“There is a lot of uncertainty in ocean carbon uptake—nearly 4 billion tons of CO2 separates the average of the model-based estimates from observation-based estimates. That’s nearly as much CO2 as is emitted by the US [about 5 billion tons] each year!” said Jaime Palter, GSO associate professor and a co-principal investigator of the mission.

Palter and her team at GSO will use the data collected during the mission to make maps of air-sea carbon exchange across the Gulf Stream at an unprecedented resolution. The maps will provide more precise information about carbon uptake in the Gulf Stream and a better understanding of the mechanics of that process.

“During our first mission in 2019, we learned a great deal. We had a single Saildrone Explorer operating in the Gulf Stream for about 18 days. In that short period, we collected as many ocean CO2 measurements in the Gulf Stream for the month of February as had ever been recorded in the entire history of oceanography for that month,” said Palter.

“If everything goes according to plan, the winter 2021/2022 will soon be the best observed for ocean and atmosphere CO2 in a western boundary current region in any ocean basin over all time. And we are going to be able to do so much with this data set!”

Three bright orange Saildrones (which look like robotic sailboats) are tied at a dock, a shipyard is in the background.
Three Saildrone Explorers tied at the dock at Safe Harbor Newport Shipyards in Newport, R.I. (Photo: Jessica Kaelblein)

In weather forecasting, better inputs yield better outputs

Most people are concerned with what the weather will be tomorrow or in a few days, and short-term weather forecasting has dramatically improved in recent decades. But medium and long-range weather forecasting, 10 days out and further, is still difficult. ECMWF’s Earth system model couples the atmosphere with the ocean, ocean waves, sea ice, and land, all of which have a significant impact on the evolution of weather. The initial state of conditions fed into the model have to be as accurate and realistic as possible—lack of in situ observation in areas like the Gulf Stream can throw weather models off.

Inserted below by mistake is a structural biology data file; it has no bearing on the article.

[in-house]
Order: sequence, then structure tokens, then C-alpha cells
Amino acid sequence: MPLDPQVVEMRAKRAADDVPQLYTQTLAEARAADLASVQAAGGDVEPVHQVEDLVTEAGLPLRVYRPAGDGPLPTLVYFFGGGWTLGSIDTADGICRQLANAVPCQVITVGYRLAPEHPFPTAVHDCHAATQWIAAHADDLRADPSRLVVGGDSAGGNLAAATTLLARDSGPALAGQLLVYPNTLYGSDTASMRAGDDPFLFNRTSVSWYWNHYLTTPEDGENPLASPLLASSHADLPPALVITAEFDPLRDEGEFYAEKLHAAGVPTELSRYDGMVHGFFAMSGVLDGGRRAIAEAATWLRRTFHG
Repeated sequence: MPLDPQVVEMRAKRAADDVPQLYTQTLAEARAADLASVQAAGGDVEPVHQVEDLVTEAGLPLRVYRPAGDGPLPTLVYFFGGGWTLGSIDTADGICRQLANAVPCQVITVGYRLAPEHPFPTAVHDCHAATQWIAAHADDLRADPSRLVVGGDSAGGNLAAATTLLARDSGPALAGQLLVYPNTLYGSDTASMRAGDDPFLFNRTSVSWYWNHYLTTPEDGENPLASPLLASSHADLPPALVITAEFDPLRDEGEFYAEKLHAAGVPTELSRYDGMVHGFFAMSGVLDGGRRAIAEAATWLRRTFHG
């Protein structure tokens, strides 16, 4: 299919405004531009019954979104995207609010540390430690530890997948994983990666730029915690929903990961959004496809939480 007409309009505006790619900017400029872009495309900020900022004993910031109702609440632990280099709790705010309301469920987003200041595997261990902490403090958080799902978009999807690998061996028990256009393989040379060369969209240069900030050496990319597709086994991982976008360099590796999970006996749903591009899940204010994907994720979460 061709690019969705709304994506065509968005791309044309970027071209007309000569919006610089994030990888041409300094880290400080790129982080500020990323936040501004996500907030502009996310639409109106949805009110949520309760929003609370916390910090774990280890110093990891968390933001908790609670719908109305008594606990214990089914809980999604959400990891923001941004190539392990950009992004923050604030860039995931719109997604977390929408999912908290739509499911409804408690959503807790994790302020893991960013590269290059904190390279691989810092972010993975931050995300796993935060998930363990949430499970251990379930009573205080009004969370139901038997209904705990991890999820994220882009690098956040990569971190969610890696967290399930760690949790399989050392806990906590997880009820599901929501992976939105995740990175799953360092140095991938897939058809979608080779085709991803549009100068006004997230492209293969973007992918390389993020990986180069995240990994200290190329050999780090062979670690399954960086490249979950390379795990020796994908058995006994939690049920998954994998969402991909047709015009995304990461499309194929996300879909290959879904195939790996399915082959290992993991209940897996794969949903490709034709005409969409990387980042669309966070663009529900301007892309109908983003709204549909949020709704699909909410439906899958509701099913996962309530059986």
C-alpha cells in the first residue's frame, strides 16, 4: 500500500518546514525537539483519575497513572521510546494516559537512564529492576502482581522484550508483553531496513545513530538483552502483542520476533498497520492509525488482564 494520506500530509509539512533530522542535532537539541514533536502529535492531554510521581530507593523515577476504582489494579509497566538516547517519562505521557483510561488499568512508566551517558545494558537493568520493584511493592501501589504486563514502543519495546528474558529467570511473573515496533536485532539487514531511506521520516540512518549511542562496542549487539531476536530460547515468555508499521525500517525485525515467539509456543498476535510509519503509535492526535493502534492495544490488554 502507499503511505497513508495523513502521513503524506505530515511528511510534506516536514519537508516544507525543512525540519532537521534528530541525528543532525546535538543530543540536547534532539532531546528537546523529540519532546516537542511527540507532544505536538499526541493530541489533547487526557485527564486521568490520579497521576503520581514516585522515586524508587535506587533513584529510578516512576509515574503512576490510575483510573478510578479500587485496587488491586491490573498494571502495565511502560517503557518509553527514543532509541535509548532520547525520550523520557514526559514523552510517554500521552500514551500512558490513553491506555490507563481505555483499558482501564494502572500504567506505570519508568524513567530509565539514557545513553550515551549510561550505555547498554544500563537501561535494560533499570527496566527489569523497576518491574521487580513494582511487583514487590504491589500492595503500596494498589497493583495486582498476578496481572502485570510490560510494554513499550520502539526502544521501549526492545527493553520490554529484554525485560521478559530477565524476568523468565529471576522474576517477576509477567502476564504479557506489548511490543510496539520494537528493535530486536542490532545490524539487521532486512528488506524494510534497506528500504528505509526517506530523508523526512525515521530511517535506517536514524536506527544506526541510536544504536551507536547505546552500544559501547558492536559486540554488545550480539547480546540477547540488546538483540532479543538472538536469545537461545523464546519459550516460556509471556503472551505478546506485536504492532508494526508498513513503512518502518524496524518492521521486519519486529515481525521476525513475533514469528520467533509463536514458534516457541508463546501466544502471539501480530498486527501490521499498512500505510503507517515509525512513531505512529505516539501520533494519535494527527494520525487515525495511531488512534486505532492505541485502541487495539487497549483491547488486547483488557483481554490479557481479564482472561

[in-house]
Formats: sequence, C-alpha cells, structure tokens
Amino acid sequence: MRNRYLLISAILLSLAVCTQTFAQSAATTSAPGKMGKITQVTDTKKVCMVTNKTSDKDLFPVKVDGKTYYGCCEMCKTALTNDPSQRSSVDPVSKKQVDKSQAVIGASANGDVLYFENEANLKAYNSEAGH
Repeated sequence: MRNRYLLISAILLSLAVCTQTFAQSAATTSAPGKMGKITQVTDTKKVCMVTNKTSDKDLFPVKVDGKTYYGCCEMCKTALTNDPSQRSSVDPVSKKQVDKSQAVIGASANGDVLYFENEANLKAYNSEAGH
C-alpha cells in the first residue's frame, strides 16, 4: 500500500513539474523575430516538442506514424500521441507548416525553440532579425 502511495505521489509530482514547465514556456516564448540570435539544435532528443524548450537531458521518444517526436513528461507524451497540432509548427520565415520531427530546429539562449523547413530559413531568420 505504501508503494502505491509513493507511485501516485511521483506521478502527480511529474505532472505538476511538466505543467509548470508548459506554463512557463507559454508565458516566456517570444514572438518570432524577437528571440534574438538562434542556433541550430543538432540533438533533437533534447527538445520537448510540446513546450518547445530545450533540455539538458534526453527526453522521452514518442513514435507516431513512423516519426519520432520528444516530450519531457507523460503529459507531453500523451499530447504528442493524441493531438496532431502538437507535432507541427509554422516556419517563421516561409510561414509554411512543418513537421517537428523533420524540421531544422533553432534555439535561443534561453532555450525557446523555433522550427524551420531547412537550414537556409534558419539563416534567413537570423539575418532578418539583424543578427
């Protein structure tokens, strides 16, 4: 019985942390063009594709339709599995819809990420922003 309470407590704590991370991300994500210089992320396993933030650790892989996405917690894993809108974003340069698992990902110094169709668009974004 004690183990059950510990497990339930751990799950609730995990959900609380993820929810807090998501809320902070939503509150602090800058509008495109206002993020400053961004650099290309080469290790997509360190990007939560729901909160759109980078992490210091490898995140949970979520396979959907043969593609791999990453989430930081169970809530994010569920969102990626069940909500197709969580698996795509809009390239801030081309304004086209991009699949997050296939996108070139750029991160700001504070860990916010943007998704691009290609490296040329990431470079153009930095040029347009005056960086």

“Satellite data has shown that there are errors in the model, but it doesn’t show why those errors are occurring. If sea surface temperature fronts in the western boundary currents shift by a few hundred kilometers, you can have a 10°C shift in water temperature, which can dramatically shift the forecast compared to reality,” explained Browne.

Accurate long-range weather forecasting not only helps to save lives in the event of an impending natural disaster, but it also helps to improve energy management, potentially saving money and resources.

A storm coming across the Atlantic may hit Southern Europe, with its clouds reducing solar power generation. If it hits Northern Europe, it might increase wind power generation. A winter storm could mean people need more energy to heat their homes, increasing demand on the grid. Knowing where and when to expect extreme weather allows energy managers to make more informed decisions about power generation and consumption weeks and even months in advance.

“Saildrone Explorers carry such a variety of instruments, and we’ll be looking at all the different observations from the saildrones, from the wind to the waves, and especially the ADCP, which will give us a 3D picture of the subsurface currents. With all three vehicles sampling at once over a long period of time, we expect to gain new understanding of ocean processes in this region,” said Browne.